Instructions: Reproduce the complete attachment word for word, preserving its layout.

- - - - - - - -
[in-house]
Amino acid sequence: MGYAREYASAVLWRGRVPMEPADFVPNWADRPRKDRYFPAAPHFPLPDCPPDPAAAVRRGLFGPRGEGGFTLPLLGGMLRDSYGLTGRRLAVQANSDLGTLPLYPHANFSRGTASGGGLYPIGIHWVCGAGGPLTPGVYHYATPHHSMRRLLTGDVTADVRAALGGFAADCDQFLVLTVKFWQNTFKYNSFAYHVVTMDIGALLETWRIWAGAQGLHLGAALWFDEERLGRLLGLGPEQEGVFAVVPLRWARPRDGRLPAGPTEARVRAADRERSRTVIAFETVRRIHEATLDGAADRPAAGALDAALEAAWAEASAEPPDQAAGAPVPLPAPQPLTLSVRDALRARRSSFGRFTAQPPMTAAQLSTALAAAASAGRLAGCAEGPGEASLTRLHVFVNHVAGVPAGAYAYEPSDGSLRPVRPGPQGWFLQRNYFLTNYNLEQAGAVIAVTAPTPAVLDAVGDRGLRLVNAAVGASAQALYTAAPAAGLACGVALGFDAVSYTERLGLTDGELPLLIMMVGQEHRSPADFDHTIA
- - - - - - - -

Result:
[in-house]
Amino acid sequence: MGYAREYASAVLWRGRVPMEPADFVPNWADRPRKDRYFPAAPHFPLPDCPPDPAAAVRRGLFGPRGEGGFTLPLLGGMLRDSYGLTGRRLAVQANSDLGTLPLYPHANFSRGTASGGGLYPIGIHWVCGAGGPLTPGVYHYATPHHSMRRLLTGDVTADVRAALGGFAADCDQFLVLTVKFWQNTFKYNSFAYHVVTMDIGALLETWRIWAGAQGLHLGAALWFDEERLGRLLGLGPEQEGVFAVVPLRWARPRDGRLPAGPTEARVRAADRERSRTVIAFETVRRIHEATLDGAADRPAAGALDAALEAAWAEASAEPPDQAAGAPVPLPAPQPLTLSVRDALRARRSSFGRFTAQPPMTAAQLSTALAAAASAGRLAGCAEGPGEASLTRLHVFVNHVAGVPAGAYAYEPSDGSLRPVRPGPQGWFLQRNYFLTNYNLEQAGAVIAVTAPTPAVLDAVGDRGLRLVNAAVGASAQALYTAAPAAGLACGVALGFDAVSYTERLGLTDGELPLLIMMVGQEHRSPADFDHTIA